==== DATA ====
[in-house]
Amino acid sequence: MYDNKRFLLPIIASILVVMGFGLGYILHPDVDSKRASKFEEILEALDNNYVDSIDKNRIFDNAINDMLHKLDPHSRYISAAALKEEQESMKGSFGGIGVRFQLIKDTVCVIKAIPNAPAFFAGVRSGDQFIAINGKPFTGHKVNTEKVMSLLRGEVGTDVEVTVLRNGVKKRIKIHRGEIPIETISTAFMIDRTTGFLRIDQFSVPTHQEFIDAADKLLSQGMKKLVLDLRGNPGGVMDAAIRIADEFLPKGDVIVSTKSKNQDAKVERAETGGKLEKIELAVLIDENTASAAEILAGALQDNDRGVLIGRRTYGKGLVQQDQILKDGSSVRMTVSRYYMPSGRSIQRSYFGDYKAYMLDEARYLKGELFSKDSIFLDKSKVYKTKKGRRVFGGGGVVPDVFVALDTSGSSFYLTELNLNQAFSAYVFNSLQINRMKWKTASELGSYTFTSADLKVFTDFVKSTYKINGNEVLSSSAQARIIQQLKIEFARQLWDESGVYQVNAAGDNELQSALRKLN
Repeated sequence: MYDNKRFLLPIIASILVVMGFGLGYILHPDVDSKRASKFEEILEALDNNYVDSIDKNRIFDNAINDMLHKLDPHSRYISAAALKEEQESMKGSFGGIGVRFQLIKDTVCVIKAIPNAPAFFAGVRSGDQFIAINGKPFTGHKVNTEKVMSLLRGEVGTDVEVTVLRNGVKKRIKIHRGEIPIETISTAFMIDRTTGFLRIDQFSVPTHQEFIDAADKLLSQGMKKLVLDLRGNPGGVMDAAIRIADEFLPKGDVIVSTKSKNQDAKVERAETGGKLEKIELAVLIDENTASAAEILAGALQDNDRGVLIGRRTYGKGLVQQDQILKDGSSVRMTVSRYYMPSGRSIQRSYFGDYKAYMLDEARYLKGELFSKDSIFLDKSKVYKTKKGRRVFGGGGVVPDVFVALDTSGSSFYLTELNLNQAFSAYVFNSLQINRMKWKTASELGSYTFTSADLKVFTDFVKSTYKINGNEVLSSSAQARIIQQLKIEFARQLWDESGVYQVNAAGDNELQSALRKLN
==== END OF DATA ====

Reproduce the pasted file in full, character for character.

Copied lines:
[in-house]
Amino acid sequence: MYDNKRFLLPIIASILVVMGFGLGYILHPDVDSKRASKFEEILEALDNNYVDSIDKNRIFDNAINDMLHKLDPHSRYISAAALKEEQESMKGSFGGIGVRFQLIKDTVCVIKAIPNAPAFFAGVRSGDQFIAINGKPFTGHKVNTEKVMSLLRGEVGTDVEVTVLRNGVKKRIKIHRGEIPIETISTAFMIDRTTGFLRIDQFSVPTHQEFIDAADKLLSQGMKKLVLDLRGNPGGVMDAAIRIADEFLPKGDVIVSTKSKNQDAKVERAETGGKLEKIELAVLIDENTASAAEILAGALQDNDRGVLIGRRTYGKGLVQQDQILKDGSSVRMTVSRYYMPSGRSIQRSYFGDYKAYMLDEARYLKGELFSKDSIFLDKSKVYKTKKGRRVFGGGGVVPDVFVALDTSGSSFYLTELNLNQAFSAYVFNSLQINRMKWKTASELGSYTFTSADLKVFTDFVKSTYKINGNEVLSSSAQARIIQQLKIEFARQLWDESGVYQVNAAGDNELQSALRKLN
Repeated sequence: MYDNKRFLLPIIASILVVMGFGLGYILHPDVDSKRASKFEEILEALDNNYVDSIDKNRIFDNAINDMLHKLDPHSRYISAAALKEEQESMKGSFGGIGVRFQLIKDTVCVIKAIPNAPAFFAGVRSGDQFIAINGKPFTGHKVNTEKVMSLLRGEVGTDVEVTVLRNGVKKRIKIHRGEIPIETISTAFMIDRTTGFLRIDQFSVPTHQEFIDAADKLLSQGMKKLVLDLRGNPGGVMDAAIRIADEFLPKGDVIVSTKSKNQDAKVERAETGGKLEKIELAVLIDENTASAAEILAGALQDNDRGVLIGRRTYGKGLVQQDQILKDGSSVRMTVSRYYMPSGRSIQRSYFGDYKAYMLDEARYLKGELFSKDSIFLDKSKVYKTKKGRRVFGGGGVVPDVFVALDTSGSSFYLTELNLNQAFSAYVFNSLQINRMKWKTASELGSYTFTSADLKVFTDFVKSTYKINGNEVLSSSAQARIIQQLKIEFARQLWDESGVYQVNAAGDNELQSALRKLN